The creators here hardly play it safe, although some of the proceedings are, if not a mess, somewhat of a muddle. To borrow a song title from the uneven score, there is often a "Change of Tone" to the degree of almost identity crisis, with abrupt changes in style and sensibility, not to mention mood and musical flavor. On the satire spectrum, we go from mild to sharp to wild. Comical characterizations favor the brash and broad, but Joe Joseph as Curveball manages some palpable pathos for the person perhaps least likely to engender sympathy when the jig is up and the chips are down on the pleading penultimate track, "Speak to Me Tomorrow." As the Iraqi defector, the pronounced accent he affects earlier is softened here.

If you like your musicals loud, smirking, hyperactively busy and rocking, this will be more your cup of spiked tea. Much is strutting and/or bombastic in this work by composer/director Marshall Pailet and lyricist A.D. Penedo (they collaborated on the book, snippets of which we hear between swaths of sung material). People argue, brag, and vie for recognition. There's some winking and breaking of the fourth wall by addressing the audience ("Everything you'll see today happened/ Basically./ We added drama and we added some 'shine'/ Our timeline is condensed..."). The cast of eight works hard. Perhaps too hard? Some sections feel exhausting and, for me, overwhelmed and weighed down by sound: either layers of voices (lots of "Oohs" and "Ahhhs" cluttering up "Hydrangea Reports") or the busy band led by pianist Rona Siddiqui. Note that the band consists of the skillful multi-instrumentalist/orchestrator Charlie Rosen (who often fronts his own sensational Broadway Big Band) and two string players, violinist Kevin Kuhn and cellist Jillian Blythe.

A standout turn is the amusingly braggadocio crowing of Brennan Caldwell as the German interrogator proclaiming that he is unquestionably (in his mind, anyway) "Das Man," the oh-so-cool dude whom females adore. The generous sprinkling of German words makes this delicious fun (trumpeting his opinion that he is "das bombe/ Das wunderbar phenom..."). An unexpected highlight is a kind of welcome misfit that feels like it's from another score and genre in that it's so sweet and sincere. Yes, it's a love song—or rather, a tender crooning confession of a crush. "Music to Me" is like a sudden fresh breeze unaccountably breaking through the polluted air of miseries and squabbles; Ethan Slater, as a C.I.A. employee, charms here. Elsewhere, there are flashes of musicalized attitudes that fleetingly suggest grandly pleading moments in Jesus Christ Superstar or a visit to parading hip-hop Hamiltonian confidence in the title song. When we come to the horrors of the events of 9/11, the musical, thankfully if wrenchingly, rises to the occasion with a chilling, terse section. The company, often working in group numbers, also includes Brandon Espinoza, Clare Neumann, Larisa Oleynik, Bob D'Haene, and Jason Collins.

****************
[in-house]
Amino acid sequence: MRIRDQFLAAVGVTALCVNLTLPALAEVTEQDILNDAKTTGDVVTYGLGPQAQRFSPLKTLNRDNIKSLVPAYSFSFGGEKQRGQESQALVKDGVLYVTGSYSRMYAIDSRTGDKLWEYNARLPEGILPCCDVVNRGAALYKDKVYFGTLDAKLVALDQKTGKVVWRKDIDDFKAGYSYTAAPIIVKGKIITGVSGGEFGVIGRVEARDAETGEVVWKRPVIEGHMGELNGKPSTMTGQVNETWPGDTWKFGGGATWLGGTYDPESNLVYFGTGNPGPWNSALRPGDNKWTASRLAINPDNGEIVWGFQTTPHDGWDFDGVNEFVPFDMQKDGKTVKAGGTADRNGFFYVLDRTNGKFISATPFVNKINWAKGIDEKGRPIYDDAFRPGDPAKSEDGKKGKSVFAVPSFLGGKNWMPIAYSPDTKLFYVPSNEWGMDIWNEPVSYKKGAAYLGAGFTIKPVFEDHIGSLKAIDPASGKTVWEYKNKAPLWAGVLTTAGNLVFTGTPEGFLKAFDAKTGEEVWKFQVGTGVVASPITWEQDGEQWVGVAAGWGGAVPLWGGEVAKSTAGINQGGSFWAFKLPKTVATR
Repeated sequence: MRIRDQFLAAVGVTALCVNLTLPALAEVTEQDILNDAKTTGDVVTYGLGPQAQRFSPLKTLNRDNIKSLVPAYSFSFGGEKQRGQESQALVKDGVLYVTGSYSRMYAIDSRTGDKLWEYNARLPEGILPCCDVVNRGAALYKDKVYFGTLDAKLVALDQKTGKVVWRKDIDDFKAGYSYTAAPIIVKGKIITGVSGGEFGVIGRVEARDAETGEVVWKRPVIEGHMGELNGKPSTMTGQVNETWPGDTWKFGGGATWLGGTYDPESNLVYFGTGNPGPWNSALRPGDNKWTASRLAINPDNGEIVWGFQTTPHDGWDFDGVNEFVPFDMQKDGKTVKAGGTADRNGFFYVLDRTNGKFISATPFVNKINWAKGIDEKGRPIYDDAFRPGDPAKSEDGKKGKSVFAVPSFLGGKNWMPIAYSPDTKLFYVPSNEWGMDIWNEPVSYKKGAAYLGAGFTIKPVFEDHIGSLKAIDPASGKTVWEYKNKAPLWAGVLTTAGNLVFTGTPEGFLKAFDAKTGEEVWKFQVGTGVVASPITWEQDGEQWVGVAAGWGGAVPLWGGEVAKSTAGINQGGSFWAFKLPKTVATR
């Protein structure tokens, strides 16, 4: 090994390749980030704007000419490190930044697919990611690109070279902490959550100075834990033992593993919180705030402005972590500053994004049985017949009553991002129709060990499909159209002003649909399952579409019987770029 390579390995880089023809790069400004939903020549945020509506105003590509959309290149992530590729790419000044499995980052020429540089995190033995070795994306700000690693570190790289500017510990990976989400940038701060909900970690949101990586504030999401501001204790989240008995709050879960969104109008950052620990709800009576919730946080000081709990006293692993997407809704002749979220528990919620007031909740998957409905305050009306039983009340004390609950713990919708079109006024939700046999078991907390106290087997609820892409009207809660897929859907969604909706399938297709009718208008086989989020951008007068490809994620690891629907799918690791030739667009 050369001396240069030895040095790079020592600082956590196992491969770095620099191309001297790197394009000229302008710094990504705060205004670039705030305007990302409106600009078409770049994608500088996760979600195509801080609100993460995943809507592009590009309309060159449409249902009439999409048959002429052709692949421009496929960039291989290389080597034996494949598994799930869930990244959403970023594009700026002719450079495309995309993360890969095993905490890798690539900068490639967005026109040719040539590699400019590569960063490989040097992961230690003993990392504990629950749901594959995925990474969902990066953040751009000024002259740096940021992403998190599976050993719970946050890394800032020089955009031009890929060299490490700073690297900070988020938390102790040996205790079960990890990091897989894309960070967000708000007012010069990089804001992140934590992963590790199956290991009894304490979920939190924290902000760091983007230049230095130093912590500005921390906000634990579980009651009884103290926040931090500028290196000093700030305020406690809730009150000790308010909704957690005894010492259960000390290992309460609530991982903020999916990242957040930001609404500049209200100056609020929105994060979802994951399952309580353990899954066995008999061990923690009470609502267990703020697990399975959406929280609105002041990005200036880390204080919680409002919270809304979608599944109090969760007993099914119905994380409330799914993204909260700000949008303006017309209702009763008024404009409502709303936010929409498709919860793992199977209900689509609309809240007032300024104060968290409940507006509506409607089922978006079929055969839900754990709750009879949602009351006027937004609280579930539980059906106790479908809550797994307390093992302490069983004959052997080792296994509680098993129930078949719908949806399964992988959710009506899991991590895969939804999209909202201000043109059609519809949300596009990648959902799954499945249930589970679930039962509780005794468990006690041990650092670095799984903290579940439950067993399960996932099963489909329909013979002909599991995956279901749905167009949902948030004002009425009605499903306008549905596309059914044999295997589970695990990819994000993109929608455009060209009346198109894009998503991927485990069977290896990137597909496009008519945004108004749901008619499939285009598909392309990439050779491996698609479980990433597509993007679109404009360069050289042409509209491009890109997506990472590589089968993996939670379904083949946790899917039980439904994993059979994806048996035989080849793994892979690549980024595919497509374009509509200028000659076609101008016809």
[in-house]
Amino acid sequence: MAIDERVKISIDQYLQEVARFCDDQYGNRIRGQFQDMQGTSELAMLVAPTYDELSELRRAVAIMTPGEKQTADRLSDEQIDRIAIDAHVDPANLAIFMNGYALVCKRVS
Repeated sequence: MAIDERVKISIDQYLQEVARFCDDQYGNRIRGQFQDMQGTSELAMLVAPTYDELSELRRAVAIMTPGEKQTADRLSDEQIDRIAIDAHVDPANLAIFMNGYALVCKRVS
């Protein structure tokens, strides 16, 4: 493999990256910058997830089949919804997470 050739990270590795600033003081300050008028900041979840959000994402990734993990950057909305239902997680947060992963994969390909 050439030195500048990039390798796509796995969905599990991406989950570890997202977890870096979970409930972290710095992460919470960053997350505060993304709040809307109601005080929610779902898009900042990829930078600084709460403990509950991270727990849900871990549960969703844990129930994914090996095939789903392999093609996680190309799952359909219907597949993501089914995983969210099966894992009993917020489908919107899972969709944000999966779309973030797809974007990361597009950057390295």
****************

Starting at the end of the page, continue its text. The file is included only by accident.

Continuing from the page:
Oddly enough, one of the strongest elements throughout is some deft use of close-together rhymes that are, contrastingly, lean and precise. And the cast jumps on the crispness—along with a detailed synopsis, photos, the lyrics are all in the booklet that comes with the physical 21-track CD. Some examples of the word-spinning:

"There lies a treasure in here/ Jewels beyond measure in here/ Yours at your leisure" ("Stay")

"He'd make municipalities/ Munich fatalities/ Legalities? Screw 'em/ Let's all face the realities" ("Berry and the Bad Boy")

"Expert consultations verifications. collaboration complications... How about pics?/At least six/No quick fix" ("Rules")

"I'm your totalitarian/Your card-carryin' Aryan Bavarian/ Now how dare you be tarryin'" (title song)

Alas, for each example of such capabilities, one can find examples of something that could prove irksome: a false rhyme, vulgarities, a statement repeated and repeated to no good effect except for those not paying attention the first three times (diminishing returns). And some of the activity feels steamroller-ish, or desperate to wring humor from mayhem and power struggles. But, war can be hell—and occasionally hilarious here. Fortunately, Who's Your Baghdaddy (or How I Started the Iraq War) also has its bright spots and wins some of its battles to make points while making mincemeat of movers and shakers who sometimes make us shake in our (combat) boots.